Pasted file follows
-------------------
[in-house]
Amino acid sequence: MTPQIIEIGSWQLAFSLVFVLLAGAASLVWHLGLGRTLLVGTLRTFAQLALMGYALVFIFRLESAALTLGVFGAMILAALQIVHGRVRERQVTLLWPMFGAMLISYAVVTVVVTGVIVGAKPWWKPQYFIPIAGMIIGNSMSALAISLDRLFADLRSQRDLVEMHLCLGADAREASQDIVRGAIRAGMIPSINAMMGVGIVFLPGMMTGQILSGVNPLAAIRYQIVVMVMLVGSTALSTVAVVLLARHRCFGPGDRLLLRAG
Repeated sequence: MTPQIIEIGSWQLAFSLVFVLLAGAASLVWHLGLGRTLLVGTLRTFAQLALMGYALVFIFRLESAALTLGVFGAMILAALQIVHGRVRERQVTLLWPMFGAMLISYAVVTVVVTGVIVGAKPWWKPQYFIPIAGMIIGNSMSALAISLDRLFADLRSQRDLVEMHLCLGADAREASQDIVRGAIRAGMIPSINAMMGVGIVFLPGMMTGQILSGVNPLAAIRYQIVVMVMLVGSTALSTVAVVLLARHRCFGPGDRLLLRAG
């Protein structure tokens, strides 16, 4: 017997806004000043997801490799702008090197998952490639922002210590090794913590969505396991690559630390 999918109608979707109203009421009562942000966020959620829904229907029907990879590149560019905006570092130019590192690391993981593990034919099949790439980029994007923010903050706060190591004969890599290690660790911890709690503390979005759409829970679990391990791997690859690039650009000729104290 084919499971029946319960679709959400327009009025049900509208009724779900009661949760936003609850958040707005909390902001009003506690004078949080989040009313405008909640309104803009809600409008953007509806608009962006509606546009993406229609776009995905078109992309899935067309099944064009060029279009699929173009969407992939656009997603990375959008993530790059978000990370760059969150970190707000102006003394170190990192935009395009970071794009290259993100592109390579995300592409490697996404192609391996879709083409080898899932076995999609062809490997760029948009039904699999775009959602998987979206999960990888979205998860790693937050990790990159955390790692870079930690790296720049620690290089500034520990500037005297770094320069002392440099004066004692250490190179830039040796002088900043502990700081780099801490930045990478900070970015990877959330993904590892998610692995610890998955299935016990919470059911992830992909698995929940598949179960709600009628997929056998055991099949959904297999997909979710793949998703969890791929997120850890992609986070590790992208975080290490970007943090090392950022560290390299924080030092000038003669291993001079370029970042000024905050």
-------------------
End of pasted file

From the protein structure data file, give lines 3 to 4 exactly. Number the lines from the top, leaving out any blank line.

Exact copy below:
Repeated sequence: MTPQIIEIGSWQLAFSLVFVLLAGAASLVWHLGLGRTLLVGTLRTFAQLALMGYALVFIFRLESAALTLGVFGAMILAALQIVHGRVRERQVTLLWPMFGAMLISYAVVTVVVTGVIVGAKPWWKPQYFIPIAGMIIGNSMSALAISLDRLFADLRSQRDLVEMHLCLGADAREASQDIVRGAIRAGMIPSINAMMGVGIVFLPGMMTGQILSGVNPLAAIRYQIVVMVMLVGSTALSTVAVVLLARHRCFGPGDRLLLRAG
């Protein structure tokens, strides 16, 4: 017997806004000043997801490799702008090197998952490639922002210590090794913590969505396991690559630390 999918109608979707109203009421009562942000966020959620829904229907029907990879590149560019905006570092130019590192690391993981593990034919099949790439980029994007923010903050706060190591004969890599290690660790911890709690503390979005759409829970679990391990791997690859690039650009000729104290 084919499971029946319960679709959400327009009025049900509208009724779900009661949760936003609850958040707005909390902001009003506690004078949080989040009313405008909640309104803009809600409008953007509806608009962006509606546009993406229609776009995905078109992309899935067309099944064009060029279009699929173009969407992939656009997603990375959008993530790059978000990370760059969150970190707000102006003394170190990192935009395009970071794009290259993100592109390579995300592409490697996404192609391996879709083409080898899932076995999609062809490997760029948009039904699999775009959602998987979206999960990888979205998860790693937050990790990159955390790692870079930690790296720049620690290089500034520990500037005297770094320069002392440099004066004692250490190179830039040796002088900043502990700081780099801490930045990478900070970015990877959330993904590892998610692995610890998955299935016990919470059911992830992909698995929940598949179960709600009628997929056998055991099949959904297999997909979710793949998703969890791929997120850890992609986070590790992208975080290490970007943090090392950022560290390299924080030092000038003669291993001079370029970042000024905050």